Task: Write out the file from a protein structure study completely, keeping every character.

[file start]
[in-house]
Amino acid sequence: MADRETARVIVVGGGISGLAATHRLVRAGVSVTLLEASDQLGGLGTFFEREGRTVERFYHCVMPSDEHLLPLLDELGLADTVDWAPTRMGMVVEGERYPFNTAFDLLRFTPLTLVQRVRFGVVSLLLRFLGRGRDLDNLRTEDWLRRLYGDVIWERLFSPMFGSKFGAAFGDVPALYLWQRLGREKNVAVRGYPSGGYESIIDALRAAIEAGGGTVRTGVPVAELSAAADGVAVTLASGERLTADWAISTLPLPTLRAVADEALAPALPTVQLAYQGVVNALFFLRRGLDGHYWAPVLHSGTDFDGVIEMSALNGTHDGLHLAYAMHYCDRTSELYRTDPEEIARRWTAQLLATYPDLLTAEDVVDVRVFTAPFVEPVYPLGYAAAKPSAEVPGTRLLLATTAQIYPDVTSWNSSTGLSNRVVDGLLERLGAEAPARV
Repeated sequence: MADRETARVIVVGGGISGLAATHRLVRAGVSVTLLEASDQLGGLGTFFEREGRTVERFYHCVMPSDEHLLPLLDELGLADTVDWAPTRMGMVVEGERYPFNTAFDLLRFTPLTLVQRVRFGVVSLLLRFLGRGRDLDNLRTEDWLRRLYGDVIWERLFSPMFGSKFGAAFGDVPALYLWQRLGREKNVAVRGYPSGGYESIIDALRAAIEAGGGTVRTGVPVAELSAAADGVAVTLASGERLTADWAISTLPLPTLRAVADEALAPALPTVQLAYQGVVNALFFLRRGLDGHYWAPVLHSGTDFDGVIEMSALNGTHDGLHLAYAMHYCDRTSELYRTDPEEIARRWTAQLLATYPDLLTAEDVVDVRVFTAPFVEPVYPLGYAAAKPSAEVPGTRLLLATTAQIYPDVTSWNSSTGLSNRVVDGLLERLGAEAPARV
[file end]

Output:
[in-house]
Amino acid sequence: MADRETARVIVVGGGISGLAATHRLVRAGVSVTLLEASDQLGGLGTFFEREGRTVERFYHCVMPSDEHLLPLLDELGLADTVDWAPTRMGMVVEGERYPFNTAFDLLRFTPLTLVQRVRFGVVSLLLRFLGRGRDLDNLRTEDWLRRLYGDVIWERLFSPMFGSKFGAAFGDVPALYLWQRLGREKNVAVRGYPSGGYESIIDALRAAIEAGGGTVRTGVPVAELSAAADGVAVTLASGERLTADWAISTLPLPTLRAVADEALAPALPTVQLAYQGVVNALFFLRRGLDGHYWAPVLHSGTDFDGVIEMSALNGTHDGLHLAYAMHYCDRTSELYRTDPEEIARRWTAQLLATYPDLLTAEDVVDVRVFTAPFVEPVYPLGYAAAKPSAEVPGTRLLLATTAQIYPDVTSWNSSTGLSNRVVDGLLERLGAEAPARV
Repeated sequence: MADRETARVIVVGGGISGLAATHRLVRAGVSVTLLEASDQLGGLGTFFEREGRTVERFYHCVMPSDEHLLPLLDELGLADTVDWAPTRMGMVVEGERYPFNTAFDLLRFTPLTLVQRVRFGVVSLLLRFLGRGRDLDNLRTEDWLRRLYGDVIWERLFSPMFGSKFGAAFGDVPALYLWQRLGREKNVAVRGYPSGGYESIIDALRAAIEAGGGTVRTGVPVAELSAAADGVAVTLASGERLTADWAISTLPLPTLRAVADEALAPALPTVQLAYQGVVNALFFLRRGLDGHYWAPVLHSGTDFDGVIEMSALNGTHDGLHLAYAMHYCDRTSELYRTDPEEIARRWTAQLLATYPDLLTAEDVVDVRVFTAPFVEPVYPLGYAAAKPSAEVPGTRLLLATTAQIYPDVTSWNSSTGLSNRVVDGLLERLGAEAPARV